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Clear-Sky Turbulence and Shallow Convection: New Insights Combining SAR Images, Satellite Brightness Temperature and In Situ Measurements
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  • Pierre-Etienne Brilouet,
  • Dominique Bouniol,
  • Fleur Couvreux,
  • Alex Ayet,
  • Carlos Granero-Belinchon,
  • Marie Lothon,
  • Alexis Aurélien Mouche
Pierre-Etienne Brilouet
Centre National de Recherches Météorologiques

Corresponding Author:[email protected]

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Dominique Bouniol
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Fleur Couvreux
Université Toulouse, CNRM, Meteo-France, CNRS
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Alex Ayet
Ifremer/ Lmd
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Carlos Granero-Belinchon
IMT Atlantique, Lab-STICC, UMR CNRS 6285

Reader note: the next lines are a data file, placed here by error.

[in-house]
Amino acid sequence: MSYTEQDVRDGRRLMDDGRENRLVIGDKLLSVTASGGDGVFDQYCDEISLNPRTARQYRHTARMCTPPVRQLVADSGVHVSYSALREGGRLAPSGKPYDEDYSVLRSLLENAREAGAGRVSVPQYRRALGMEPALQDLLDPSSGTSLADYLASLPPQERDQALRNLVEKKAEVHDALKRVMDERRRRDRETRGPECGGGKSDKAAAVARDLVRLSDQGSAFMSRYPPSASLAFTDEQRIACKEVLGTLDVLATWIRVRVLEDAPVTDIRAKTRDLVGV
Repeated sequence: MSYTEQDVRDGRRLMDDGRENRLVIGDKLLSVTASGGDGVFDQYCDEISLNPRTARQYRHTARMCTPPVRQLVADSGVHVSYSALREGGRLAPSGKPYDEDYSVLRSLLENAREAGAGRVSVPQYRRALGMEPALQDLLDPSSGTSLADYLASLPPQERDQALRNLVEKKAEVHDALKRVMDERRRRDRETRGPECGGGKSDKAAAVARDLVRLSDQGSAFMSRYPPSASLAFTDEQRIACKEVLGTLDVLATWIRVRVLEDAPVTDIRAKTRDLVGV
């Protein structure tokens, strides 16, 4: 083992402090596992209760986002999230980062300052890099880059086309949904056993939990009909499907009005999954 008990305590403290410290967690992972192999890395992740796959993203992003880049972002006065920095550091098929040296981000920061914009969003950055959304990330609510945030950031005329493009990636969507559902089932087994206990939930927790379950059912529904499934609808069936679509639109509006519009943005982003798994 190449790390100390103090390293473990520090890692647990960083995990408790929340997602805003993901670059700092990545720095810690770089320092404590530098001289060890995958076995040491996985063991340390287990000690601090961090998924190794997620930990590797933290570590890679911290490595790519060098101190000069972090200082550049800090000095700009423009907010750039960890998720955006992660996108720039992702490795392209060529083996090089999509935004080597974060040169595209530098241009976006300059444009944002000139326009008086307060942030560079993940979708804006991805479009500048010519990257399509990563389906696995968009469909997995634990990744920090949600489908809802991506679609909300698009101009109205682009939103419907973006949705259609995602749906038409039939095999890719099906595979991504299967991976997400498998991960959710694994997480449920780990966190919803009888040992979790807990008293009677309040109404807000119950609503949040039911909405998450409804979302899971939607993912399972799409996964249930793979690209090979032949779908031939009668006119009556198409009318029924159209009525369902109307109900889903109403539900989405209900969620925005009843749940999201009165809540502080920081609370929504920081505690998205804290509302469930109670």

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Marie Lothon
Universite de Toulouse, CNRS
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Alexis Aurélien Mouche
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The imprint of marine atmospheric boundary layer (MABL) dynamical structures on sea surface roughness, as seen from Sentinel-1 Synthetic Aperture Radar (SAR) acquisitions, is investigated. We focus on February 13th, 2020, a case study of the EUREC4A (Elucidating the role of clouds-circulation coupling in climate) field campaign. For clear sky conditions, convective rolls and cells imprints on sea surface roughness is confirmed through the intercomparison with MABL turbulent organization deduced from airborne measurements. A discretization of the SAR wide swath into 25 x 25 km$^2$ tiles allows us to capture the spatial variability of the turbulence organization varying from rolls to cells. We then objectively detect cold pools within the SAR image and combine them with geostationary brightness temperature. The geometrical or physically-based metrics of cold pools are correlated to cloud properties. This provides a promising methodology to analyze the dynamics of convective systems as seen from below and above.